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Techniques for Diorama Scenery

Article by Joe Gray
 

GrayDioramas-2156 As everyone knows, I like to do scenery and I like to work with things found around the house. Recently I have been working with styrofoam and spackling compound for buildings and ground-work, and using air plants, skewers, string, and toilet paper for foliage, especially trees.

GrayDioramas-2155 There are several sources of styrofoam -- insulation, coolers, packaging, etc. These differing types yield different density and smoothness of the styrofoam.

Styrofoam can be cut with knives, saws, strings, etc. One can whittle or gouge out pieces and one can also sand it. Warning !! -- a lot of dust and trash is generated.

Once you've carved the basic shape, you can use spackling compound to fill the holes and gaps. I use a plastic spoon and 1/2-inch brush to spread and contour it. The result in many cases gives you something like rock, stone, or even an adobe building.

GrayDioramas-2177 I use common craft acrylic paints. One can spray and/or brush these on as needed.

This picture shows progress on making ground scenery for a winter scene. The tracks are carved deep into the styrofoam and the base will be covered in ground and snow.





Another thing needed in dioramas is foliage -- bushes, trees, etc. I have been making trees using air plants, kitchen skewers, string, toilet paper, and craft paints.

I have a home-made lathe; made from an old electric drill, some other odd parts, and controlled with a speed controller from a sewing machine.

A tree is started by chocking in a wood skewer of the right length. Then common string is wrapped onto the skewer and the lathe started. You just run the string up the lathe & back down until you have the diameter you want. You can use different diameter string depending on the size, scale, or type tree. When done, just CA-glue the end & trim the excess off.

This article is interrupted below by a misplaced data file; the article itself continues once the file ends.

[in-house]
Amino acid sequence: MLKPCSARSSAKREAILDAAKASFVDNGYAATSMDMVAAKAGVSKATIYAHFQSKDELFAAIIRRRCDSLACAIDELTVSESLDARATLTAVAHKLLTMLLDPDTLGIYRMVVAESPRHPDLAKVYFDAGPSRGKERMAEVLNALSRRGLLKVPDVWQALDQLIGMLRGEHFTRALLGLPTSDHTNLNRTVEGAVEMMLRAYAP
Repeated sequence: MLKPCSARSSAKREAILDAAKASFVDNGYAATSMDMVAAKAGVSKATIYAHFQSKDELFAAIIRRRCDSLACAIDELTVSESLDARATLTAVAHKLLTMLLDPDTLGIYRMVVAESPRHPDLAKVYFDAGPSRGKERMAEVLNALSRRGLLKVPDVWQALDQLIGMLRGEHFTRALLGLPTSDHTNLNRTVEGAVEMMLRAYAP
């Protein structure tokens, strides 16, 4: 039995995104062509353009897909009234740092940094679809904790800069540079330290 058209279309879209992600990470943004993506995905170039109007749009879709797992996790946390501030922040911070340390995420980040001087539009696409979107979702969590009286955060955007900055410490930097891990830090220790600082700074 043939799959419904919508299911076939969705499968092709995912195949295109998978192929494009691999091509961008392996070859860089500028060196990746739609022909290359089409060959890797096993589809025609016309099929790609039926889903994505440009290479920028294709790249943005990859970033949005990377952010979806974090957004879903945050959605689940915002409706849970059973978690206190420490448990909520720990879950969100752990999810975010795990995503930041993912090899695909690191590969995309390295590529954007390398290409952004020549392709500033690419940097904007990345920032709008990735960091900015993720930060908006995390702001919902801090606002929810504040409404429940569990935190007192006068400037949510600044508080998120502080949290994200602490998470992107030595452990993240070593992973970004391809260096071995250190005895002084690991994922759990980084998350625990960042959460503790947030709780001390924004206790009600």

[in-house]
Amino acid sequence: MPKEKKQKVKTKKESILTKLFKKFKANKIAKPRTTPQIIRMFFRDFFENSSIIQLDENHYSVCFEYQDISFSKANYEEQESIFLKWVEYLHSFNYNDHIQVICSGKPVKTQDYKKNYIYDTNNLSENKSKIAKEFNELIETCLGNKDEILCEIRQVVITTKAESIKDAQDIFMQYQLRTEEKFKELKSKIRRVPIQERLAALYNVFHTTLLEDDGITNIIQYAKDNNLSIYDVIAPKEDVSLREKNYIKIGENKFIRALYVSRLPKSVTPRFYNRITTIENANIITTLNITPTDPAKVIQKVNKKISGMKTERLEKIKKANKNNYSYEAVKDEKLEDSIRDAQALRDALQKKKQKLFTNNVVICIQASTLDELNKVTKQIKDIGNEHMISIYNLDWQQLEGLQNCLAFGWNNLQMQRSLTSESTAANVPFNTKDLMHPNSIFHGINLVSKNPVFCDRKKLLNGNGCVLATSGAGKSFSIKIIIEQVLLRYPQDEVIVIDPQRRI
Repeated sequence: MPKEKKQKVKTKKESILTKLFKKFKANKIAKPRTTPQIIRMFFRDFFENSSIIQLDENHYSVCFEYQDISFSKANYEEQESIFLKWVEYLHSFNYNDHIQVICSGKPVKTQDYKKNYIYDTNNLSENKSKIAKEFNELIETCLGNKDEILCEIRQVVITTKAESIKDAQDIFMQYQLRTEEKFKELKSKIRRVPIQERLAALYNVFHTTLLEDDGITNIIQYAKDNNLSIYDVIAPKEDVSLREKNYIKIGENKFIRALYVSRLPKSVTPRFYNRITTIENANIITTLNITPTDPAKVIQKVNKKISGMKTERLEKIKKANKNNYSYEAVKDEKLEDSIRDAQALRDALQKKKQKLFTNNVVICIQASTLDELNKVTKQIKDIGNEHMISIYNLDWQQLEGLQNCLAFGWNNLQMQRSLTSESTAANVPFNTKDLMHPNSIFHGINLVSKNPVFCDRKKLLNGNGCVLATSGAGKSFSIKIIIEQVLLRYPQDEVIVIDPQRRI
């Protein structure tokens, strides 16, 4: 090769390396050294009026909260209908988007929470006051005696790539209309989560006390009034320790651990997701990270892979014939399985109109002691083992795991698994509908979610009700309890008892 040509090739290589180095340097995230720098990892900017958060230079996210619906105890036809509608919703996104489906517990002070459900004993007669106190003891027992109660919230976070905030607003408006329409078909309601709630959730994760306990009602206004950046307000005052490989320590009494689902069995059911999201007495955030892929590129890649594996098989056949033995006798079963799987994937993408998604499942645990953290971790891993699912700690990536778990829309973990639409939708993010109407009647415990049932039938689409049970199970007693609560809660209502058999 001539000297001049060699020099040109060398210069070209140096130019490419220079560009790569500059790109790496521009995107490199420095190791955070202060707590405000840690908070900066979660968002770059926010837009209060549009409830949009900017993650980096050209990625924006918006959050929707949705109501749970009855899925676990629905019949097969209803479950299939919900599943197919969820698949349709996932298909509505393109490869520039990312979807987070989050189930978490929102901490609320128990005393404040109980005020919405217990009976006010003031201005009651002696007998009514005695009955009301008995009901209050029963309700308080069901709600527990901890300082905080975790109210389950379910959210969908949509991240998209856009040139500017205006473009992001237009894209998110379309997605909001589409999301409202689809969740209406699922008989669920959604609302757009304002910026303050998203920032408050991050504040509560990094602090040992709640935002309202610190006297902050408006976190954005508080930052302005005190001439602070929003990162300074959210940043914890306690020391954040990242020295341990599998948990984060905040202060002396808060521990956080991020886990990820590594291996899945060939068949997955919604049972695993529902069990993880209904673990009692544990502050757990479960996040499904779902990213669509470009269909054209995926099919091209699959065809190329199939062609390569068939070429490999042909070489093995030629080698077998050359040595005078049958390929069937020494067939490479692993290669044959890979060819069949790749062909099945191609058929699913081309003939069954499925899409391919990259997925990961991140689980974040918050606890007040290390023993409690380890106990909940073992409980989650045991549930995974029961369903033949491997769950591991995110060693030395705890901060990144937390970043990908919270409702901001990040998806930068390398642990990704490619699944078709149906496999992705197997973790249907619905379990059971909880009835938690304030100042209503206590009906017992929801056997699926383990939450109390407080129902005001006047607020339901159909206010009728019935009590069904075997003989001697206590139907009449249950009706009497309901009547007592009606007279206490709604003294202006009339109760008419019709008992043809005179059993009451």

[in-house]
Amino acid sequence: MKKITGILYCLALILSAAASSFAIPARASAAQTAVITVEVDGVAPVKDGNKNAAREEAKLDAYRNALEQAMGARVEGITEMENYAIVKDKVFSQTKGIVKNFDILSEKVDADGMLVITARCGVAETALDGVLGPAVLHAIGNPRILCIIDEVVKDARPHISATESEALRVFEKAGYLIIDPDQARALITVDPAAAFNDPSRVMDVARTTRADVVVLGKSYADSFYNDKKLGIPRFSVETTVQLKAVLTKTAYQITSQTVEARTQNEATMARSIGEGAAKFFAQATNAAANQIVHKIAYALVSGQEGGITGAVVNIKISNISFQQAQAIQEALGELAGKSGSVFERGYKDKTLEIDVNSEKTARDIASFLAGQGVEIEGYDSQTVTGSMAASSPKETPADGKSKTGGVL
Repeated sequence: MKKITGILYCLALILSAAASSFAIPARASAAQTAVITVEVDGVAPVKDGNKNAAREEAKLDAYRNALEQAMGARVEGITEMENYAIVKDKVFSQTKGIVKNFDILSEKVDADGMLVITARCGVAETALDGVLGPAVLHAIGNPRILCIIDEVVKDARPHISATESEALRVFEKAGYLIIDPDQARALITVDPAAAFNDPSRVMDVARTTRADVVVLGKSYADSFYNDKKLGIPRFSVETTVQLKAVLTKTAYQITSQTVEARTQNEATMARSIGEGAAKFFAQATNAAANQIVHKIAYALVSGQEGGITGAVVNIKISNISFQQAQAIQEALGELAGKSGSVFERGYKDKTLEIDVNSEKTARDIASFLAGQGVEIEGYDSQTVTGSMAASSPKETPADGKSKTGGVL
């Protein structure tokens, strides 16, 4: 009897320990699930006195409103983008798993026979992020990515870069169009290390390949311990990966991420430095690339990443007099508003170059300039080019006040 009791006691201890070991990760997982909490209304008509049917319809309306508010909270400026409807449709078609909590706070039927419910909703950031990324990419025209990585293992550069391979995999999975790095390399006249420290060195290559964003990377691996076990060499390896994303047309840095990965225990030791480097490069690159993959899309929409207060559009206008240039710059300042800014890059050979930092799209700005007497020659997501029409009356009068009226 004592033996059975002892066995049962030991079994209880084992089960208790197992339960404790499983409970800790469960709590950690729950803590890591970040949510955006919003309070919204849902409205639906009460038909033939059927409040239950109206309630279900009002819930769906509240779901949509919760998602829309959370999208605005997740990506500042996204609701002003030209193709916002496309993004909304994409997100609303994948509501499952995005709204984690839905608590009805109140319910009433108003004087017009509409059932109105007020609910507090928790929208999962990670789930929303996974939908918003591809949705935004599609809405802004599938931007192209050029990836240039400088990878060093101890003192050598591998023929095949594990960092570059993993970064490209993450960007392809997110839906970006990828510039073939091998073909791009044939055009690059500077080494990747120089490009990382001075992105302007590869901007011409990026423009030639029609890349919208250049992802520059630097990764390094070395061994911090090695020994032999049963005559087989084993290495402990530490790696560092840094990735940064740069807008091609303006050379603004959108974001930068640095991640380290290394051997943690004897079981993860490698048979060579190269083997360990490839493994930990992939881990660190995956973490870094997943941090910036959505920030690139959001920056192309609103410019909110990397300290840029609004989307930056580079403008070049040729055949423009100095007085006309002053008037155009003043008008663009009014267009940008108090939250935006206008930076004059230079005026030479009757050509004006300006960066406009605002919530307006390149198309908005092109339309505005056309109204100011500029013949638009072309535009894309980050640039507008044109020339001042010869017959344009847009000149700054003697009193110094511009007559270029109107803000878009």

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Next start some toilet paper at the bottom, carefully. Brush on some water, again not much. Then start running the toilet paper onto the stringed-skewer, wetting it every once in a while. This puts a sort of bark on the tree. The amount you use depends on how rough you want the surface. If the toilet paper breaks, just slap it back on and keep going -- makes the surface rougher anyway. If you want a rougher grain, use paper towels instead of toilet paper.

Next, select the colors for the tree and with the lathe turning, run the brush along the trunk, using the colors you want. Suggestions are several browns, and maybe some black highlight. Once you have these on, let them dry. Then go back and run a light wash on the trunk and this will blend the colors.

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Last, I drill small holes in the trunk where I want branches and fronds. The air plant trunks are stuckin those holes. There are many types of air plants so you can get different looks. Air plants are alive, so your tree will change over time.

 
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